Roman Augustus Bissell, engineer and manufacturer, retired,
174 Fort Street, Detroit, Mich.
Charles Augustus Brinley, manufacturer, 247 South Sixteenth
Street, Philadelphia, Pa.
Francis Dudley Buck, M. D. Columbia 1876, physician, 158
West Forty-eighth Street, New York City.
Andrew Dwight Chidsey, banker, Easton, Pa.
*Clarence Marcellus Clarke, civil engineer. *1890.
Frederick Smillie Curtis, instructor, Brookfield Center, Conn.
Augustus Jay DuBois, C. E. Yale 1870, Ph. D. Yale 1873,
professor, 334 Edwards Street, New Haven, Conn.
Joseph Robinson Folsom, Salt Lake City, Utah.
Albert Banks Hill, C. E. Yale 1870, civil engineer, 295 Crown
Street, New Haven, Conn.
*Joseph Courten Hornblower, architect. *1908.
Nelson Powell Hulst, B. A. Yale 1867, Ph. D. Yale 1870,
mining engineer, retired, 300 Knapp Street, Milwaukee,
*Edward Whiting Johnson, banker. *1878.
Joseph Goodhue Kendall.
*Charles Byron Koon, engineer. *1885.
Houston Lowe, manufacturer, Dayton, Ohio.
Henry Hoyt Perry, banker and insurance agent, Southport,
Charles Henry Pope, manufacturer and real estate agent, 925
Seventeenth Street, Moline, 111.
Joseph John Skinner, C. E. Yale 1874, Ph. D. Yale 1876,
teacher, retired, Oneida, N. Y.
Robert Schuyler Van Rensselaer, surveyor, Punxsutawney,
Charles Alvah Weed, manufacturer, 66 Chenango Street, Bing-
hamton, N. Y.
ROLL OF THE CLASS 11
William Robert White, 1529 Pine Street, Philadelphia, Pa.
Horace Franklin Whitman, manufacturer, 3801 Walnut
Street, Philadelphia, Pa.
Willard Wendell Wight, civil engineer and surveyor, Wellesley
Frederick Everett Willits, farmer, banker and insurance
agent, Glen Cove, N. Y.
Roll of Class of '69 S., 26; living, 21.
CLASS OF '70 S.
James Whitin Abbott, B. A. Yale 1868, M. A. Yale 1871,
mining engineer, Pioche, Nev.
Henry Moore Bailey, banker, 2109 Nebraska Street, Sioux
,. Charles Thruston Ballard, flour manufacturer, Glenview,
Jefferson County, Ky.
Thomas Gray Bennett, manufacturer, 423 Prospect Street,
New Haven, Conn.
Townshend Stith Brandegee, botanist, Berkeley, Cal.
Daniel Seymour Brinsmade, manufacturer, Derby, Conn.
-^L Charles Peter Brooks, civil and mining engineer, 280 A Street,
Salt Lake City, Utah.
Thomas Elwood Calvert, engineer, 209 Adams Street, Chicago,
Frederic Hosea Churchill, LL. B. Harvard 1875, electrician.
Dorr Clarke, ranchman, retired, Green Bay, Wis.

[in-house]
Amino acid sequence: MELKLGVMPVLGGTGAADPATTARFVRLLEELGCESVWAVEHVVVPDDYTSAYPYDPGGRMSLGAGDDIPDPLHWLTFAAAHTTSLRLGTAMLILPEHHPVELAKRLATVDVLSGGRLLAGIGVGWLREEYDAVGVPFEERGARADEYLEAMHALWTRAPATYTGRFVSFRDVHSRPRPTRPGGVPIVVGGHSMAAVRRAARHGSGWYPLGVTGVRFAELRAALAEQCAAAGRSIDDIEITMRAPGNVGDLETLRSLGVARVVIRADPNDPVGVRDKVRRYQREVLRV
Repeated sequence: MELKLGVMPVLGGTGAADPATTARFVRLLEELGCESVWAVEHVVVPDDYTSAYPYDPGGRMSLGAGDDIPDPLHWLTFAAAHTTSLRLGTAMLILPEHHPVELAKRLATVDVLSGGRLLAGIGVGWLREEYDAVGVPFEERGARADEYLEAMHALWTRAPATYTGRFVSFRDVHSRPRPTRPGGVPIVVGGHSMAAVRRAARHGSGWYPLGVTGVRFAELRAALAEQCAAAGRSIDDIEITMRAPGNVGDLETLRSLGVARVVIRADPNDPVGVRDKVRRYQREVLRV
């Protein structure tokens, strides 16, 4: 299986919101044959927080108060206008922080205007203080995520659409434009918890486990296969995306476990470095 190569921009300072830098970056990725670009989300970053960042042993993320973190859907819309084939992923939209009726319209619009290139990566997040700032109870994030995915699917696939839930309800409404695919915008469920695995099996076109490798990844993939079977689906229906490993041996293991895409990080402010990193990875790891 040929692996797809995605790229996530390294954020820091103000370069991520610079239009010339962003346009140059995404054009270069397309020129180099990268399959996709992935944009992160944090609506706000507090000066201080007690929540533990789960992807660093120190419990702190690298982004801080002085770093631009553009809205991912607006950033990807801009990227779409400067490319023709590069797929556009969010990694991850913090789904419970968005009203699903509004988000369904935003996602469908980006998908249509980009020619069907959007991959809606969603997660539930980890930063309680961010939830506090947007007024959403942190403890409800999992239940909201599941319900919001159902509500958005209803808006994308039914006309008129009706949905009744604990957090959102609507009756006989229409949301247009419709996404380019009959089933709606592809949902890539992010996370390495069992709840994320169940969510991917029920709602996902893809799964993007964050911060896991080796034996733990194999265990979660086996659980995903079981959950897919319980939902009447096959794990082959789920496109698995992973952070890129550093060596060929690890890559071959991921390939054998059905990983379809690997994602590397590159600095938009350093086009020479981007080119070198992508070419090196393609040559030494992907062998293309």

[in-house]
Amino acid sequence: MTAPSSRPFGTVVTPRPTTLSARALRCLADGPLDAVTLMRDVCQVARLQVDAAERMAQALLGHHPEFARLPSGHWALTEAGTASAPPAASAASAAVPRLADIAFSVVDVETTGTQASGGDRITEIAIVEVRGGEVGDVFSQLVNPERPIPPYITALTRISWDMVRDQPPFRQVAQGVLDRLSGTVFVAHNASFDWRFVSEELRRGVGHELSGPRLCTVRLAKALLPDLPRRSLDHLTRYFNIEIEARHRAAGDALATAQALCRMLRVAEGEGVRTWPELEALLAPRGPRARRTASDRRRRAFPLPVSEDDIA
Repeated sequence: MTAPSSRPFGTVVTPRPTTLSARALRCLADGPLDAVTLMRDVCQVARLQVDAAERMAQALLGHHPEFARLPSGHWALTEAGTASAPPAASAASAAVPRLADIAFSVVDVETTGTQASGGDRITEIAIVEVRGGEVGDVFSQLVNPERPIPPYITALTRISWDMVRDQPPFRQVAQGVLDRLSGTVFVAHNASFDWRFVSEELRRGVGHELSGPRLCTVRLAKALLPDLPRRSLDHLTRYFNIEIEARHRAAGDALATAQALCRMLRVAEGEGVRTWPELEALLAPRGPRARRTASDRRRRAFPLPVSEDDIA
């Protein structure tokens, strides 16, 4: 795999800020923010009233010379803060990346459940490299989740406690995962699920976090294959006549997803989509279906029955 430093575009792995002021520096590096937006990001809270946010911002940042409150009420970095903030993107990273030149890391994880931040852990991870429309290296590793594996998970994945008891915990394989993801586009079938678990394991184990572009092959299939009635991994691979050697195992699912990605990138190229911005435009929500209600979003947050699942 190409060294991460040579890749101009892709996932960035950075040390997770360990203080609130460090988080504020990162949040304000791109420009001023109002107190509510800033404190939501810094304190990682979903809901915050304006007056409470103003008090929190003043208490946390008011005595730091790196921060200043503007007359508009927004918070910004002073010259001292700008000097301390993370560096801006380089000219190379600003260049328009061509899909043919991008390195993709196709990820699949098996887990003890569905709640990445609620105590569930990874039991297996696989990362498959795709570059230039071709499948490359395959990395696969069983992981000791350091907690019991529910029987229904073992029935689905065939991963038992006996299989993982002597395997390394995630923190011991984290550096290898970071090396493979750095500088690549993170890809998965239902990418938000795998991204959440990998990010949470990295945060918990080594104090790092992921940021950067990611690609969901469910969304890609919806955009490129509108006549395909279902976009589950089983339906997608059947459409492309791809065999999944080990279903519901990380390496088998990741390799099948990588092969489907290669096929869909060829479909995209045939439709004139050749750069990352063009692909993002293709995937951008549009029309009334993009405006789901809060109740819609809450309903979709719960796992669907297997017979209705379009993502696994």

Alfred Ronald Conkling, LL. B. Columbia 1879, lawyer, 41
East Sixtieth Street, New York City.
Justus Herbert Grant, engineer, 78 South Goodman Street,
Rochester, N. Y.
Charles Sheldon Hastings, Ph. D. 1873, professor, 248 Bradley
Street, New Haven, Conn.
*William Alfred Hinds, editor and publisher. *1910.
*Edward VanBuren Hoes, banker and coal dealer. *1904.
William Rufus Hopson, real estate dealer, 224 Washington
Avenue, Bridgeport, Conn.
Henry Correll Humphrey, chemist, 551 West 149th Street,
New York City.
Augustus Washington Littleton, gas and electric business,
retired, 38 St. Margaret's Road, Oxford, England.
*Francis Asbury Lowe, mining engineer. *1883.
- William Dennis Marks, C. E. 1871, engineer, Westport, Essex
County, N. Y.
Arthur Woods Rice, insurance agent, New Britain, Conn.
12 ROLL OF THE CLASS
Evelyn Pierpont Roberts, engineer, Pierrepont Manor, Shrub
Oaks, Westchester County, N. Y.
George Douglass Roseberry, manufacturer, Pottsville, Pa.
George Frederick Stone, teacher, 991 Asylum Avenue, Hart-
Clarence Augustus Warren, insurance agent, 918 Second
Street, Louisville, Ky.
John George Watson, postmaster, Ayr, Ontario, Canada.
Roll of Class of '70 S., 97; living, 23.
CLASS OF '71 S.
Horace Andrews, C. E. Yale 1872, civil engineer, 125 Lan-
caster Street, Albany, N. Y.
Edwin Faxon Bacon, teacher, Oneonta, N. Y.
Luther White Burt, civil engineer and surveyor, 124 Collins
Street, Hartford, Conn.
*James Clark Bush, army man and editor. *1905.
George Benjamin Chittenden, C. E. Yale 1873, mining engi-
neer, Christmas, Ariz.
*Russell Wheeler Davenport, M. A. Yale 1898 and Harvard
1894, manufacturer. *1904.
Frederick Stoever Dickson, banker and broker, Maneskootuk,
William Cecil Durand, banker, Milford, Conn.
Charles Hascall Dwindle, poultry raiser and insurance dealer,
Charles Addison Ferry, C. E. Yale 1891, civil engineer, 24
Edgewood Avenue, New Haven, Conn.
Charles Henry Greene.
*Charles Woodford Griswold, engineer. *1878.
*John Wool Griswold, iron manufacturer. *1902.
John Nichols Judson, consulting mining engineer, 25 Broad
Street, New York City.
George Macculloch Keasbey, lawyer, 765 Broad Street,
Newark, N. J.
Joseph Frederick Klein, M. E. Yale 1873, professor, 357
Market Street, Bethlehem, Pa.
George Granville Lobdell, manufacturer, 1605 Broome Street,
Thomas William Mather, M. E. Yale 1873, planter, grower of